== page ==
In Focus

ICTJ and the Human Rights and Atrocity Prevention Clinic at Benjamin N. Cardozo School of Law are pleased to announce a strategic research partnership to examine international law and practice regarding enforced disappearance and the missing.

A black-and-white photo of an open book pierced by a single bullet hole was chosen as the grand-prize winner of the International Center for Transitional Justice’s Youth Photo Contest, “THE WAR AS I SEE IT” in Lebanon. The photo, titled “Dominique,” was taken by Sibylle George, a 22-year-old architecture student at American University of Beirut.

The month of January has a particular significance in the Middle East and North Africa. It was the month when the Arab uprisings were sparked five years ago. It was also the month when the transitional justice process was inaugurated in Morocco, 12 years ago. What can be learned from Morocco’s experience?

Seeking justice for victims of enforced disappearance is crucial to building peace and preventing recurrence of violence in societies emerging from conflict, ICTJ President David Tolbert told members of the United Nations Security Council and other diplomats last week.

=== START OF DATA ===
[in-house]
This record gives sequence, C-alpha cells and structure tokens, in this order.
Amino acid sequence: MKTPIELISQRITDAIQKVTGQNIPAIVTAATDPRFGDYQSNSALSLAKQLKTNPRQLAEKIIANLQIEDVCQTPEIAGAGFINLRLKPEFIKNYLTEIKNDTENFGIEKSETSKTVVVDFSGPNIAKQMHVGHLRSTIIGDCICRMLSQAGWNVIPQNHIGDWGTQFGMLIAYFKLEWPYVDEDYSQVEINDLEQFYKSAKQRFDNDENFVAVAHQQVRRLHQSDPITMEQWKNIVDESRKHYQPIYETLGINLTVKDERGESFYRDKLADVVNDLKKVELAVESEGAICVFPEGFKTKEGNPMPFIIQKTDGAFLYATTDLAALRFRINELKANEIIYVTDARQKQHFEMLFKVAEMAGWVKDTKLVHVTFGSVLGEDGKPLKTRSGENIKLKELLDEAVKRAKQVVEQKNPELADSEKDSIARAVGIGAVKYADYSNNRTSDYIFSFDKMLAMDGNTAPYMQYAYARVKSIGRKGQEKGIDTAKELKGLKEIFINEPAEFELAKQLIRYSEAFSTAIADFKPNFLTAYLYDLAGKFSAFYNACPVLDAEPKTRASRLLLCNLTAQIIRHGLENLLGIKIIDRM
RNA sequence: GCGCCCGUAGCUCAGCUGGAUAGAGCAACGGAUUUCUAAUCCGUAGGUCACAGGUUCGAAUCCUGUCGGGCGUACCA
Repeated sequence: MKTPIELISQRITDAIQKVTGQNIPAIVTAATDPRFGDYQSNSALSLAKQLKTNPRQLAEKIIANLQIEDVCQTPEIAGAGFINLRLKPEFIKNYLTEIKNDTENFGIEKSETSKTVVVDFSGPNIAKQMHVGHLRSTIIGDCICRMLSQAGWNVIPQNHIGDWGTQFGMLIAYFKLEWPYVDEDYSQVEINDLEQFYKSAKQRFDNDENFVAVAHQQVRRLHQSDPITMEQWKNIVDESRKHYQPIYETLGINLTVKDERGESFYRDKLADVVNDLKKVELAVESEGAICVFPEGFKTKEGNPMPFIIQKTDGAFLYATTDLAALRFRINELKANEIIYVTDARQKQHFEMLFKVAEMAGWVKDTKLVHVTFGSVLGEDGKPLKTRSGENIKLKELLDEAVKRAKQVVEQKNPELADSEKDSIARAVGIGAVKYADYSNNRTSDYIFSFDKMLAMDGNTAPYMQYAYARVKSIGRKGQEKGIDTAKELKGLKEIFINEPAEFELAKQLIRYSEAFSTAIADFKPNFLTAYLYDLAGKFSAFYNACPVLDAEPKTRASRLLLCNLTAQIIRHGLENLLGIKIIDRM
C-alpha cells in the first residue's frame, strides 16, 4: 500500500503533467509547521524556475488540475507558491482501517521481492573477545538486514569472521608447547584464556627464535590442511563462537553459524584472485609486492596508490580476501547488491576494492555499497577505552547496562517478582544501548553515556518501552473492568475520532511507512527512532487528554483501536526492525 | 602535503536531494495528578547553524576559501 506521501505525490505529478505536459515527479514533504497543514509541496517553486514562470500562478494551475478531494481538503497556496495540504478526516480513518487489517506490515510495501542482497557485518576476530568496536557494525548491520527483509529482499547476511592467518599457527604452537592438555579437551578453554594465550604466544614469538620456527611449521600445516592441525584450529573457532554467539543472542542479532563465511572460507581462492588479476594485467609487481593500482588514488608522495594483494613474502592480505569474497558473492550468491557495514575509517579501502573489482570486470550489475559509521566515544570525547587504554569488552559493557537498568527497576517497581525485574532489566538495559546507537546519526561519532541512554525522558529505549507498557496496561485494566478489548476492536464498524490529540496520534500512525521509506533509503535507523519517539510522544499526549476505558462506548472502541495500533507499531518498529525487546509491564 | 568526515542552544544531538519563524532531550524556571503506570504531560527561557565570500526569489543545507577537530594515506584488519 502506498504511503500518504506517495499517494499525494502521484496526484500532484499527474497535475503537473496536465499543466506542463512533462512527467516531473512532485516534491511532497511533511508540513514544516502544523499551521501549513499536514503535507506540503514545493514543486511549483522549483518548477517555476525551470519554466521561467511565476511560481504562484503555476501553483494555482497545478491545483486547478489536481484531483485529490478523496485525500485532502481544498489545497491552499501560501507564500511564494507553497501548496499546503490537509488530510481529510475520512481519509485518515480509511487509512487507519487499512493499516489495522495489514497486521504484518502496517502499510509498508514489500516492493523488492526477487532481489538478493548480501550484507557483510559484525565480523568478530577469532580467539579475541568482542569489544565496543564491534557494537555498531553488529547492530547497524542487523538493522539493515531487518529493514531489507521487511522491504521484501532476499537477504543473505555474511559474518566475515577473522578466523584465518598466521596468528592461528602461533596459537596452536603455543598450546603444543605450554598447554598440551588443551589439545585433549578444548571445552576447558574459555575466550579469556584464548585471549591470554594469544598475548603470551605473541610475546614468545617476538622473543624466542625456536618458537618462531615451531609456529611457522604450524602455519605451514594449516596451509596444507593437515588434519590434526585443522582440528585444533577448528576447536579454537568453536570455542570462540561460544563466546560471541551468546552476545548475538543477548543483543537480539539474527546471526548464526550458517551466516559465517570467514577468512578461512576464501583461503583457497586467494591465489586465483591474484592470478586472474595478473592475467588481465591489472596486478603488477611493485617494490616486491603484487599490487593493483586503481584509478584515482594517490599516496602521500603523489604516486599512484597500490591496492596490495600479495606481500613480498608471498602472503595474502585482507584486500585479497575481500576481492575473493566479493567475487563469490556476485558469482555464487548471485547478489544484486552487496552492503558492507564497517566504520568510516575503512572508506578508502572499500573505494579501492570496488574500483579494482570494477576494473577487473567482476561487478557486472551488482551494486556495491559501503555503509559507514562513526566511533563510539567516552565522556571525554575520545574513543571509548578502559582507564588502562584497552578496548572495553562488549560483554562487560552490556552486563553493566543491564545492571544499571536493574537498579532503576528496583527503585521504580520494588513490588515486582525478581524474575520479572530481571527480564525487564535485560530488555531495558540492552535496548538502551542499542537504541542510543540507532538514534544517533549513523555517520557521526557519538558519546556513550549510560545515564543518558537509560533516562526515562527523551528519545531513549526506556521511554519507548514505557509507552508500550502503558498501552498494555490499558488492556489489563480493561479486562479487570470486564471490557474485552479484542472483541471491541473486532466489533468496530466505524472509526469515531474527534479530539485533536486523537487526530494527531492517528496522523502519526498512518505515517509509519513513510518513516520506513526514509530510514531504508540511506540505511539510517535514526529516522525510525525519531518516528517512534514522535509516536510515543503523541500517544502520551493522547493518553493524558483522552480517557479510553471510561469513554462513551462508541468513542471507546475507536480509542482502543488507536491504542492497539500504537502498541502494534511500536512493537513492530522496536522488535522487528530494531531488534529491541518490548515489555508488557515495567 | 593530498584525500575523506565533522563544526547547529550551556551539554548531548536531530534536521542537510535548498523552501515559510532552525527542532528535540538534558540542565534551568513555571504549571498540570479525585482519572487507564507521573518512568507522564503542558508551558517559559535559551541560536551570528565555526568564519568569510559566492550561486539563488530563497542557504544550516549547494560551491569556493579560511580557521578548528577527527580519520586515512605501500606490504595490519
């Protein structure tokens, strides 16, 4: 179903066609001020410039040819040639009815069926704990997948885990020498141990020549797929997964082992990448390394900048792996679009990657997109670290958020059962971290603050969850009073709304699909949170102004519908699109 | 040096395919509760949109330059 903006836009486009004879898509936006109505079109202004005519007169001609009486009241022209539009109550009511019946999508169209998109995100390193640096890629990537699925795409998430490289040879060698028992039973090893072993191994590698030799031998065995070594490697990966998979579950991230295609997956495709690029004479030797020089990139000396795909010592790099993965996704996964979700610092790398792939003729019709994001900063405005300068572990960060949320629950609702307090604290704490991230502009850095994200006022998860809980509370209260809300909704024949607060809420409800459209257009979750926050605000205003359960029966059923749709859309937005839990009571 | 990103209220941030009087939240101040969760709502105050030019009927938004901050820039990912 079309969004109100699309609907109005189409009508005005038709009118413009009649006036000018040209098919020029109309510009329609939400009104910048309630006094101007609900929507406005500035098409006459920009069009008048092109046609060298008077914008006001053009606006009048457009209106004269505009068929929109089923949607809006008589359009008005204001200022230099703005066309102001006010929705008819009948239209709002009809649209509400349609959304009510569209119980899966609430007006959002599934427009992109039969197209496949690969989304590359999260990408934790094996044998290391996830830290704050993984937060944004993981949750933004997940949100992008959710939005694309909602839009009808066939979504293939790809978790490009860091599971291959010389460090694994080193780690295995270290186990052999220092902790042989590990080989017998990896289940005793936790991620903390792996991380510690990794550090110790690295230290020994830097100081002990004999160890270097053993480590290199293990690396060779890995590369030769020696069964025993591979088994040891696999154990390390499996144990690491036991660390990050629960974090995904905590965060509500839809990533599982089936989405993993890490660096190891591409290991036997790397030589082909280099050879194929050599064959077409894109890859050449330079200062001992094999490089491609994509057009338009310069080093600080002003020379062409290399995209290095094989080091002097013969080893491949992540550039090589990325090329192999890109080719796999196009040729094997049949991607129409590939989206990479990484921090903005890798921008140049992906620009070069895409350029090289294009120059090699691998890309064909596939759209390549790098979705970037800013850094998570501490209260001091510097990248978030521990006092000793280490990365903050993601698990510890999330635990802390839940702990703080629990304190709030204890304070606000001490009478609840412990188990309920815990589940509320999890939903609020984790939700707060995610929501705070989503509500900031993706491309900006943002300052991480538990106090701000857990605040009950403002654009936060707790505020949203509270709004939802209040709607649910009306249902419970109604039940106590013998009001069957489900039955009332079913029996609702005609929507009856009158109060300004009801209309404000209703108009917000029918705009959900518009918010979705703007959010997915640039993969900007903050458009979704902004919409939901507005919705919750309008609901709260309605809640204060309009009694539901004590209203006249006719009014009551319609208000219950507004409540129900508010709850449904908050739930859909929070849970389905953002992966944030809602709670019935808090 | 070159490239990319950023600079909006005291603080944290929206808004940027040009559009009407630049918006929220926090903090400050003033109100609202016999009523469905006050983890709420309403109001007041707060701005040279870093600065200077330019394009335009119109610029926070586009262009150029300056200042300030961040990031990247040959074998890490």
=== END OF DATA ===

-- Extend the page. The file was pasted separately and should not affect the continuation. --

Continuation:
On January 21, ICTJ and UNICEF held a special event to launch an important new report on the links between education and transitional justice. The launch was accompanied by a panel discussion moderated by ICTJ President David Tolbert.

Today the trial begins in the “Sepur Zarco” case of acts of sexual violence and domestic and sexual slavery committed from 1982 to 1986 by members of the Guatemalan army against Maya Q’eqchi’ women and the forced disappearance of several men. This will be the first time in the world that a national court has tried a case of wartime sexual slavery case.